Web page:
St. Cloud business, former SCSU student head to trial for a second time
A federal court case that resulted in more than $111 million being awarded to a former St. Cloud State University student following a trial last year will once again be heard in front of jurors.
Court documents show defendant St. Cloud Orthopedic Associates has filed a motion for a new trial regarding non-economic damages in a case involving Anuj Thapa, who sued after receiving care from the defendant back in 2017, claiming he has permanent leg damage.
According to the motion, the defendant alleges there were evidence errors, attorney misconduct at the trial as well as the size of the verdict, claiming the jury’s verdict was “motivated by passion and prejudice” and was excessive.
Documents uploaded to the federal court website earlier this month show Thapa has chosen to decline an offer to remit the jury’s previous award of non-economic damages from $110 million to $10 million and to instead proceed with a new trial for non-economic damages.
A judge has ordered the economic damages awarded by the jury worth more than $1.25 million isn’t affected by the decision to have a new trial.
As previously reported by 5 EYEWITNESS NEWS, Thapa was awarded more than $111.25 million by a federal jury in May of 2022 for past and future medical expenses, pain, disability, emotional distress and more.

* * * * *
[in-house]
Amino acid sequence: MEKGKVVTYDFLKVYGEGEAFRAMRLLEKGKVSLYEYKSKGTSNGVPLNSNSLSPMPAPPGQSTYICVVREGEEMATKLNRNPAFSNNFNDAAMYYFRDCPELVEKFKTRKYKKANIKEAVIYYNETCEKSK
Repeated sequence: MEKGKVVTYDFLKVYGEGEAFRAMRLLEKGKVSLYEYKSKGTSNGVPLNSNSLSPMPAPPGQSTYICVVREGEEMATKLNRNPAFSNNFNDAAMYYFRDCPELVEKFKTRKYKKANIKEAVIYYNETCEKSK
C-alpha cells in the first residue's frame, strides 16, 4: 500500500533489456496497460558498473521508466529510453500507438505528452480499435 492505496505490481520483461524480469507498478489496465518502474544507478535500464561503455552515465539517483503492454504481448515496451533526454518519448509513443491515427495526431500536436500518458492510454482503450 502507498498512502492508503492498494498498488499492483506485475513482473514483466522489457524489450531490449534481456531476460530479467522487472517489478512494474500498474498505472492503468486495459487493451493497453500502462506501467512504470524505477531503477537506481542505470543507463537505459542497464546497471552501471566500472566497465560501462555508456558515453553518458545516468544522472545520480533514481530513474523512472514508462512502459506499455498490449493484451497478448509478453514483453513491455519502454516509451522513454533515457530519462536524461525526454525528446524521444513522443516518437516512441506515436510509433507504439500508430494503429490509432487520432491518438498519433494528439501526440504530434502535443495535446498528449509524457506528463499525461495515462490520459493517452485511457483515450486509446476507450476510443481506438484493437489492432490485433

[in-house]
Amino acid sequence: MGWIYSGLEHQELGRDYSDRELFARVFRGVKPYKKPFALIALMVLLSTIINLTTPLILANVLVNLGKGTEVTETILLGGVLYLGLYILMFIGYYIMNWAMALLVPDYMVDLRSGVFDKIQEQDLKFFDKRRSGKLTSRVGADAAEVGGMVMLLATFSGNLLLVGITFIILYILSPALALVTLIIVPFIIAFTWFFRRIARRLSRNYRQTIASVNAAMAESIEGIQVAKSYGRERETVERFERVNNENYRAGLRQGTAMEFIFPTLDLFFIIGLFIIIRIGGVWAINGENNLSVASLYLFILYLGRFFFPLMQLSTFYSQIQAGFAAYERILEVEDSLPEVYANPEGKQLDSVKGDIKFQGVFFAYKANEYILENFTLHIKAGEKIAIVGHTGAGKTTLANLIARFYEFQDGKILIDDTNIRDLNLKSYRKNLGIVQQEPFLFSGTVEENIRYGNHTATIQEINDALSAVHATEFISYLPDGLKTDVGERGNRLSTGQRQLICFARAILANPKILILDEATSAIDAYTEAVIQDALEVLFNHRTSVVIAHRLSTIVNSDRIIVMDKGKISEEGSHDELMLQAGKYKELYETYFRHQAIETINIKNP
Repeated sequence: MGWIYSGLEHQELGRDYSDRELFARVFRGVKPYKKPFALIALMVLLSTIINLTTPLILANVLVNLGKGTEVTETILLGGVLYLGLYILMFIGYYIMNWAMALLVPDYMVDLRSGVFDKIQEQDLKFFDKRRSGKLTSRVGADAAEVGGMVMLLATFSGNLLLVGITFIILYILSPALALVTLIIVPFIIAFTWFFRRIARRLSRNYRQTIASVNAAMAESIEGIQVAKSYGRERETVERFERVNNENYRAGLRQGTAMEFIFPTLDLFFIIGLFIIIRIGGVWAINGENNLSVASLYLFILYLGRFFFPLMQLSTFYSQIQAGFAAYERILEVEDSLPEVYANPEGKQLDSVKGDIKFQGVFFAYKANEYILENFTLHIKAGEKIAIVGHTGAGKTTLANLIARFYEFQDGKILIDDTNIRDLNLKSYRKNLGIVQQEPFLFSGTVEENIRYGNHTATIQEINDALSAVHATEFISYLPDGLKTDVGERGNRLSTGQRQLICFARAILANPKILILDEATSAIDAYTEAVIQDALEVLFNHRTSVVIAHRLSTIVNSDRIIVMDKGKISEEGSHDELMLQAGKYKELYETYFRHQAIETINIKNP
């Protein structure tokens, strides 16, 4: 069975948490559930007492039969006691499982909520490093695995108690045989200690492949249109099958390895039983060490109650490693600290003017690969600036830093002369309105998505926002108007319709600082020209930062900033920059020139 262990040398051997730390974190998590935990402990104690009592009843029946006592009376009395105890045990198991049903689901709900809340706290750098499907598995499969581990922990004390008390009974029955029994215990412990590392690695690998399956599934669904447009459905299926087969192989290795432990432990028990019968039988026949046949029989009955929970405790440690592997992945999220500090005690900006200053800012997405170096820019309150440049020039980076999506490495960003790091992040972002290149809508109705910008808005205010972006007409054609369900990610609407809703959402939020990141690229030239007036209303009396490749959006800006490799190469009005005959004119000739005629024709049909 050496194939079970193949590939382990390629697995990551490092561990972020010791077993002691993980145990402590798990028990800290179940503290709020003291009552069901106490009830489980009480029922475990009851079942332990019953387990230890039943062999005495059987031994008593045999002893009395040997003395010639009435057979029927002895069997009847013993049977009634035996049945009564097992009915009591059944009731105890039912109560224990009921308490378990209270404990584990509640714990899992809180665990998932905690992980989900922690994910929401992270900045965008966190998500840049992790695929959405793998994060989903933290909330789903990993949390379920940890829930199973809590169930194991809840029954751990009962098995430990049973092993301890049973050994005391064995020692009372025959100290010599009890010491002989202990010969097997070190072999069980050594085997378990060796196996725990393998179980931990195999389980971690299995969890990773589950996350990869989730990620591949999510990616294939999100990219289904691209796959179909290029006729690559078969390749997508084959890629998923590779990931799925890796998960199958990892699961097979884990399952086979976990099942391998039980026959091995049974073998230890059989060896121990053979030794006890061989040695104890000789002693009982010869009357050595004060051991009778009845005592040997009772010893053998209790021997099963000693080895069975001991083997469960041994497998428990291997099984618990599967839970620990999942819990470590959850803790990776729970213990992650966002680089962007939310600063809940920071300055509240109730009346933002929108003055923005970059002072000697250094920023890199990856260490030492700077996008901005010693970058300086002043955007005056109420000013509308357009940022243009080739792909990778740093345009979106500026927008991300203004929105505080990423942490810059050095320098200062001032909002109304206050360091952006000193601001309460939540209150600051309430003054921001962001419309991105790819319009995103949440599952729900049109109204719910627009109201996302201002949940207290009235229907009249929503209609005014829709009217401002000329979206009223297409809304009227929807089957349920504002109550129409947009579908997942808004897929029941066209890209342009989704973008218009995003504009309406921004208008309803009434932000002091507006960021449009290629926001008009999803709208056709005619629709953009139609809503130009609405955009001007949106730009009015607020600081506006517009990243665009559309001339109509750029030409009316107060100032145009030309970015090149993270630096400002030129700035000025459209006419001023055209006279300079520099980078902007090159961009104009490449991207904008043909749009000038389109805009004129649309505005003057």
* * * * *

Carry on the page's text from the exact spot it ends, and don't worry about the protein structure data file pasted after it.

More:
Thapa says, in January of 2017, he was taken to St. Cloud Orthopedics for a fractured leg he suffered while playing soccer. He underwent surgery but still felt “severe, difficult-to-control pain in his left lower leg,” according to his lawsuit. However, he was discharged the next day and told to come back if his symptoms worsened.
After six days, he went back because his pain was as bad as when he left and it “got to the point where he couldn’t stand the pain any longer,” the lawsuit continued. The following morning, a different physician performed surgery and found Thapa had acute compartment syndrome and the muscles in part of his leg were gray and had no contractility.
His lawsuit says he’s endured more than 20 surgeries since then but still has severe, disabling, permanent damage to his leg, which he blamed on St. Cloud Orthopedics’ failure to properly care and treat him, as well as its failure to properly inform him about the risks of discharging him instead of continuing treatment.
After that trial, a federal jury agreed with Thapa, awarding him the nine-figure sum.
A status conference is currently scheduled for the morning of Jan. 9 in Minneapolis.